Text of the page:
On August 25, 2016, the Securities and Exchange Commission (SEC) adopted final rules designed to enhance and modernize reporting by investment advisers (the Adopted Rules) registered with the SEC.1 The Adopted Rules—which amend Form ADV to require additional disclosure regarding separately managed accounts (SMAs) and permit relying advisers to formally register with the SEC under an "umbrella registration"—provide the SEC with the ability to gather additional information to better understand investment advisory businesses. The Adopted Rules also amend Rule 204-2 under the Investment Advisers Act of 1940 (the Advisers Act) to require increased recordkeeping of communications regarding performance and rate of return calculations.

Key Takeaways 

The Adopted Rules (originally proposed in May 20152) provide the SEC with additional means to better understand market characteristics that may affect adviser risk and performance, and are a step in the SEC’s continued efforts to mine and monitor data as a means to regulate funds and advisers. As noted by SEC Chair Mary Jo White, the SEC intends to use the additional data it collects as a result of the Adopted Rules to assess the risk profile of individual advisers within the industry and the industry as a whole.3

The Adopted Rules amend Form ADV to: (i) enhance disclosure regarding SMAs, (ii) formally adopt "umbrella" registration for private fund advisers, and (iii) enhance disclosure about other client types. Rule 204-2 under the Advisers Act is also amended to specifically include recordkeeping requirements for performance and rate of return calculations provided to any person. Despite significant participation from members of the industry in the comment process, the Adopted Rules largely mirror the proposed rule. Below we have set out brief summaries of the significant aspects of the Adopted Rules.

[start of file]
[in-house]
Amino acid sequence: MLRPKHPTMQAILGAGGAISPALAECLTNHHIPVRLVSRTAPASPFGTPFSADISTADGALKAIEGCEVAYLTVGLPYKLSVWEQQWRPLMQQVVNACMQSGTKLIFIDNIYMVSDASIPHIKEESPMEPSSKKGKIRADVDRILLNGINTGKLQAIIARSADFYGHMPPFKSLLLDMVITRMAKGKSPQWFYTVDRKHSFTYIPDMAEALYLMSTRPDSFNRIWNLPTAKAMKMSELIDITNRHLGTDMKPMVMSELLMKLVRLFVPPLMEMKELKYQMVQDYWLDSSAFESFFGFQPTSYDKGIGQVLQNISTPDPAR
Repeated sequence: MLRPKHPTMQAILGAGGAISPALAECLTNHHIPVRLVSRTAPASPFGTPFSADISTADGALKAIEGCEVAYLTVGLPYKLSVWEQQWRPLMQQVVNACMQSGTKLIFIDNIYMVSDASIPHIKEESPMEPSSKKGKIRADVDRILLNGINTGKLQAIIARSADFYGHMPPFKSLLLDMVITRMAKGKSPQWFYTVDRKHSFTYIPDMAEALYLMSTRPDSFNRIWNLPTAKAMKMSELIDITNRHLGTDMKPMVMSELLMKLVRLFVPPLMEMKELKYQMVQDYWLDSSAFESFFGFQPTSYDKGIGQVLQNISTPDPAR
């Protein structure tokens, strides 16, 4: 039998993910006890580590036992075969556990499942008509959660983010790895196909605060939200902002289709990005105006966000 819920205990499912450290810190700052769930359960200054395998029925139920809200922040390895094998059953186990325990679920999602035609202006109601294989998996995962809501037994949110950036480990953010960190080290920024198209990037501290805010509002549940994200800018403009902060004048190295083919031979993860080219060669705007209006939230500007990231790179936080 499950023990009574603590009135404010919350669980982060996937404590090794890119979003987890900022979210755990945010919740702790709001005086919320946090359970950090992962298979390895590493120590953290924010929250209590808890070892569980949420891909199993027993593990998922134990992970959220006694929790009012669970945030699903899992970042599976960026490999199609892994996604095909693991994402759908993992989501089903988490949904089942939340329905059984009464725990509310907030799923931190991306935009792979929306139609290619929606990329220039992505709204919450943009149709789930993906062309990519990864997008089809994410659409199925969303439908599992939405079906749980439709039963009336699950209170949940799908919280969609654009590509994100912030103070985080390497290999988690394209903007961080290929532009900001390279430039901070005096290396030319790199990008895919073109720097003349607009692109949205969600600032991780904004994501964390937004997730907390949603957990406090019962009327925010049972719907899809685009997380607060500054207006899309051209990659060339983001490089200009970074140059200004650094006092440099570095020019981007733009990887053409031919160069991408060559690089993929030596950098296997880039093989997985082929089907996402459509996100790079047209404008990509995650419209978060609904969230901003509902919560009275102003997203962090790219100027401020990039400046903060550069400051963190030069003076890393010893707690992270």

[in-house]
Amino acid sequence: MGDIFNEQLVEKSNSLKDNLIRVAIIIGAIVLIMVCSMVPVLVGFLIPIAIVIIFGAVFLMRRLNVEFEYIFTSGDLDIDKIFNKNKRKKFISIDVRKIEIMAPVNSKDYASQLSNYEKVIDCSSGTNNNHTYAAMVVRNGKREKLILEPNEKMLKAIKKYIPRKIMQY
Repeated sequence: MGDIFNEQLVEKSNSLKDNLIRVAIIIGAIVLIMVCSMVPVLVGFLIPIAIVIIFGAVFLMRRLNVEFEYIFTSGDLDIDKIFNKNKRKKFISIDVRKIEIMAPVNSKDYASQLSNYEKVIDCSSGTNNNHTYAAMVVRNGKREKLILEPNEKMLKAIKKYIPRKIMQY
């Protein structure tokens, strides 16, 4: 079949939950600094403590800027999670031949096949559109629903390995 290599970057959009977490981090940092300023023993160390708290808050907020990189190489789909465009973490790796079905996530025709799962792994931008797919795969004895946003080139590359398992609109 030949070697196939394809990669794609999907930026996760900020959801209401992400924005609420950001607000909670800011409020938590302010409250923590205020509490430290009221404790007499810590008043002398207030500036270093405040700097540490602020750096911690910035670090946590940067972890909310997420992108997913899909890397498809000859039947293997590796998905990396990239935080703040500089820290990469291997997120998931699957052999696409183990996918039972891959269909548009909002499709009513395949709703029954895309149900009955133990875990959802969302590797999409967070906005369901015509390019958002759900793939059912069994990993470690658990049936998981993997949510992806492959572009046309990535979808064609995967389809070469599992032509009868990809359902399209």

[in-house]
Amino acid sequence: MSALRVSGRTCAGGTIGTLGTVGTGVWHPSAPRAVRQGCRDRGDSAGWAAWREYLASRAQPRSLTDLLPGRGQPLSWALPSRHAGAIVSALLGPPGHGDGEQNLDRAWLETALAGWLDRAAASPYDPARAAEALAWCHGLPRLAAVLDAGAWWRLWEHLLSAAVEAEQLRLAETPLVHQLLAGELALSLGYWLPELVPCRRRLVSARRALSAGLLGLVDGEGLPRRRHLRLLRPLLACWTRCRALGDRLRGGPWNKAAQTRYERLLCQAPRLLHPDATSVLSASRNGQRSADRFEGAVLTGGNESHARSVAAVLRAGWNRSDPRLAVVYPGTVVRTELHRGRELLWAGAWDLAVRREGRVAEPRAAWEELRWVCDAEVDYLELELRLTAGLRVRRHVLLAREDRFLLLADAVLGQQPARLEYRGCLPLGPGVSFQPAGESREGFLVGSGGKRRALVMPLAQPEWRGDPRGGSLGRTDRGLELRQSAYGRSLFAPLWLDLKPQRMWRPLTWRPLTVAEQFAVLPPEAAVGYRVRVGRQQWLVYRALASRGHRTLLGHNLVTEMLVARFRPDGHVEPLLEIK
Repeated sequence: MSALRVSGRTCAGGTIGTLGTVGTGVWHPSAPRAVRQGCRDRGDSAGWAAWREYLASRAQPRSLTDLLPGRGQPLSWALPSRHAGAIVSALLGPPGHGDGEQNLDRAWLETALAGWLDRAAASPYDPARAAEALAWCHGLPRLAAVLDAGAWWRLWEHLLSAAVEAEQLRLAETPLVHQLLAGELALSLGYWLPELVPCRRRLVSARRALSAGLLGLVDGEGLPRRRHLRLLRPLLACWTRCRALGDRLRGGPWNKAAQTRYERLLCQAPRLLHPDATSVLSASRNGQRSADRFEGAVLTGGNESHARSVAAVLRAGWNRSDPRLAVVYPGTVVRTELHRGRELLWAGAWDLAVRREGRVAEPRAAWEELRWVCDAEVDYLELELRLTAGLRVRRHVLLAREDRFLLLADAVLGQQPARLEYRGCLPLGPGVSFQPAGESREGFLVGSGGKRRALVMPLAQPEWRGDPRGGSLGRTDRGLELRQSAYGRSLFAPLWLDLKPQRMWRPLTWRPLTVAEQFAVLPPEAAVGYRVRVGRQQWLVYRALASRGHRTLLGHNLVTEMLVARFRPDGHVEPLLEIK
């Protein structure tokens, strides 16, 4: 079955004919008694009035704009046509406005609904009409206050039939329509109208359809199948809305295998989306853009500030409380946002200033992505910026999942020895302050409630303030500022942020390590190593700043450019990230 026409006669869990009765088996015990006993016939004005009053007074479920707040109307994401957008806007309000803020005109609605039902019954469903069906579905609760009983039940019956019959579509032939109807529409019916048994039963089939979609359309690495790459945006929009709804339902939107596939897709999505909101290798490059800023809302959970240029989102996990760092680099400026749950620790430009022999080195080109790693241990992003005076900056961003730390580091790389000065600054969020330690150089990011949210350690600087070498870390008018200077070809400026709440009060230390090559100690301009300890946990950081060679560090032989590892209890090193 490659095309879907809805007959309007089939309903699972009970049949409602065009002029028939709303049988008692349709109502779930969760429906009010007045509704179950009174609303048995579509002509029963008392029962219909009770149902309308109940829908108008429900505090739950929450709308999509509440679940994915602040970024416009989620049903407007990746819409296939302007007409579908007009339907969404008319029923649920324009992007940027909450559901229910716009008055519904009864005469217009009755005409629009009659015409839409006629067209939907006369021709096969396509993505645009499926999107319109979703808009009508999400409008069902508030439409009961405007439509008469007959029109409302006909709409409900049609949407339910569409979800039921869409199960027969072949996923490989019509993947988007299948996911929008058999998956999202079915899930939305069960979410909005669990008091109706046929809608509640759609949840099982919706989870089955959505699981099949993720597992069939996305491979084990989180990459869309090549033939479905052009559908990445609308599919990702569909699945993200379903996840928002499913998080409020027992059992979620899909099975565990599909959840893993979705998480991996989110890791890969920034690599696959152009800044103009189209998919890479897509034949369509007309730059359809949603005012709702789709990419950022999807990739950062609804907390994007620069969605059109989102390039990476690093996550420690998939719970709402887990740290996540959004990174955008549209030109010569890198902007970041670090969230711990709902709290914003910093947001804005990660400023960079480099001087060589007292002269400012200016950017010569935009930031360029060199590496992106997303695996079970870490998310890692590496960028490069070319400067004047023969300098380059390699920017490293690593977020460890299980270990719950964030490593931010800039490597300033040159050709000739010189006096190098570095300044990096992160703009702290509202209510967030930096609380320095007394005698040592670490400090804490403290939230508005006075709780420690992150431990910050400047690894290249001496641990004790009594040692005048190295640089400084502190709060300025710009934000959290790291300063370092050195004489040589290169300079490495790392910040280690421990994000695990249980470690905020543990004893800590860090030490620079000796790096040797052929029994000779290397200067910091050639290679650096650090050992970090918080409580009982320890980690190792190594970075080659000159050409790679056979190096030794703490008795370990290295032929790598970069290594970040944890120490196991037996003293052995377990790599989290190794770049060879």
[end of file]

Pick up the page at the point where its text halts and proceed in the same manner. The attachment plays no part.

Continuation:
1. Form ADV Amendments to Enhance Reporting for SMAs (applicable to all registered advisers). The Adopted Rules impose a new requirement on advisers to provide disclosure regarding SMAs, which are defined as advisory accounts other than pooled investment vehicles. This newly required information includes disclosure about the types of assets held and the use of derivatives and borrowings by SMAs.